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In our age, Napoleon Hill considered it a result of thinking and behaving in a certain way. He believed that following success principles led to riches. So does success start with getting good grades?
Today, when we spend the first twenty or more years of our lives in school, we tend to think of success as getting good grades. We’re often told that those who get As in class will lead a first-class life. But is it true?
When he delivered the Southern Methodist University commencement address, Former President George W. Bush said, “To those of you who are graduating this afternoon with high honors, awards and distinctions, I say, ‘Well done.’ And as I like to tell the C students: You, too, can be president.”
Although it was meant as a self-denigrating joke, there may have been a grain of truth to it.
Other presidents had trouble in school, along with plenty of other culturally significant people. Besides being tech billionaires, what else do Bill Gates, Steve Jobs, and Mark Zuckerberg have in common? They all dropped out of college. In fact, some billionaires like Sir Richard Branson never even made it to college and dropped out of high school.
One explanation for this anomaly offered by Ken Sundheim, owner of KAS Placement Staffing, is that those with high scholastic success have low-risk tolerance and can’t make it in the real world.
“For the honors student, their prestigious diploma is a culmination of an ability to follow rules exceedingly well and to adhere to the requests of authoritative figures similar to managers. For this reason, their lives become too structured to ever feel comfortable in highly uncertain, risky situations where they could lose everything they worked for throughout their scholastic career.”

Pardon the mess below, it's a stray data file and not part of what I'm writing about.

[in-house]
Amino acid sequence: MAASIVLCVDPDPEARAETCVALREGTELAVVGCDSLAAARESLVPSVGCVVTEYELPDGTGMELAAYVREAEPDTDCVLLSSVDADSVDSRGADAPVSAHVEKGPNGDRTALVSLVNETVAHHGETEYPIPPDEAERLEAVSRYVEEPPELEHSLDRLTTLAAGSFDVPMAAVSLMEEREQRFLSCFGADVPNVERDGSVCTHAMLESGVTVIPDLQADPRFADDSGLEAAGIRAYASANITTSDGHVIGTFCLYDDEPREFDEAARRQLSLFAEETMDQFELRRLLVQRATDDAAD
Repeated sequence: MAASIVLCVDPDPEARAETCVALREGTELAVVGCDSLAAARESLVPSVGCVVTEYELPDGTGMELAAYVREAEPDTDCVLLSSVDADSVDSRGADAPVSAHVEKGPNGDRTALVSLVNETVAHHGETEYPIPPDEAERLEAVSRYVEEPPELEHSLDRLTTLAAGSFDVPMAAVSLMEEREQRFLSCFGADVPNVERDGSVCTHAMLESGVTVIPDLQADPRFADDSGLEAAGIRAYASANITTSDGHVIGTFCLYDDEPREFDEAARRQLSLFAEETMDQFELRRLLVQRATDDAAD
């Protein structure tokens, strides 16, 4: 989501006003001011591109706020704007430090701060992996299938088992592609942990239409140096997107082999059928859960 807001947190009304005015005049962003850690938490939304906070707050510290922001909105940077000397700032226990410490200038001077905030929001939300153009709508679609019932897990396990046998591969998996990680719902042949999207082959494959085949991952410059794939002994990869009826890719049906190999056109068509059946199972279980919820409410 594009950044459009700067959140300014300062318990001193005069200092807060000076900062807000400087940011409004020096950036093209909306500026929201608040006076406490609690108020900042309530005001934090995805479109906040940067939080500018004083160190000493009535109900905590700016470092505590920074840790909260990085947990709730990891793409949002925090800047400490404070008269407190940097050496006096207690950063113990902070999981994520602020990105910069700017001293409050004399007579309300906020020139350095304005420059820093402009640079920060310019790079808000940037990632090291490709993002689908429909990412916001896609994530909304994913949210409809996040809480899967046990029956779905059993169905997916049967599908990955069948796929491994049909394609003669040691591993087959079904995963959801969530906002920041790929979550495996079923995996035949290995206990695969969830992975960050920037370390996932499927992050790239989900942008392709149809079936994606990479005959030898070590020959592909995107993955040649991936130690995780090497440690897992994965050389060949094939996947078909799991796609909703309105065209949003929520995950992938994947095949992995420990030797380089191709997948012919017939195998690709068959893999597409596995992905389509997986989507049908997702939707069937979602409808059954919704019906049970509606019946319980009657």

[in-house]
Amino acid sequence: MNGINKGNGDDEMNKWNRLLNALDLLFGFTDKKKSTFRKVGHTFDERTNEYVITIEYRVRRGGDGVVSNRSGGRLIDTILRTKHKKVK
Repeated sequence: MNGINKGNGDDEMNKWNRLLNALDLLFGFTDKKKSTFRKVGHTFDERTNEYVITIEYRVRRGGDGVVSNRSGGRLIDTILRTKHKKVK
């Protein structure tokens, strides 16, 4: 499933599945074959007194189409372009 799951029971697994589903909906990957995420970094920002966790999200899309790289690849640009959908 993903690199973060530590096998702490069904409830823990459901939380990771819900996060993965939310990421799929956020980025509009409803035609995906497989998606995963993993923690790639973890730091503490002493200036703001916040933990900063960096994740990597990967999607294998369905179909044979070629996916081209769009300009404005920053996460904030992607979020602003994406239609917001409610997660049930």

Making Sense of the Puzzle
It’s easy to dismiss our parents, teachers, and society at large for merely exaggerating the value of education. Yet this opinion was based on some sound logic.
- The ability to read, write, and calculate makes it much easier to navigate the symbolic world we live in.
- The ability to study and learn new things can help you master anything that you need to learn.
- An employer would rather hire someone who shows an aptitude for getting the work done.
- The rate of knowledge is growing at a rapid rate and someone who lacks the basic skills to understand and use new information will rapidly fall behind.
The contradiction between doing well in school and not doing well in life is resolved when we add another factor to the equation. Success in life is not always about grades; it’s about the will to win.
The Will to Win
The will to win in school is different than the will to win in life. In school, everything is structured for you. All you have to do is keep up with the curriculum. In life, nothing is structured for you, and you have to figure things out as you go along (usually with street smarts).
Basically, we’re talking about two different domains. Excellence in school may help you figure things out, but intellectual ability alone is not enough to do well in life. To do well in life, you need to have a number of the following ten character traits:
- You learn from your mistakes.
- You persist even when things aren’t going your way.
- You do things that are unfamiliar and make you feel uncomfortable.
- You control your moods, even when the going gets tough.
- You set goals, make plans, and take action.
- You are focused on excellence.
- You are willing to spend a long time getting good at something.
- You learn to tough it out.
- You do your best without being neurotic about it.
- You give much more than you initially receive.
Character and Life
Education is a good thing, and it will become increasingly important as we move deeper into this age of knowledge. However, it is not a guarantee for success by itself. Achievement in any field calls for many character traits that create the will to win.
School is predictable. Life is not. Everything can change quickly. Moreover, it’s not always true that A students don’t do well in the real world and that C students do. So it’s not that school makes us unfit for life; it just doesn’t prepare us for the many challenges we will face when we get into the real world.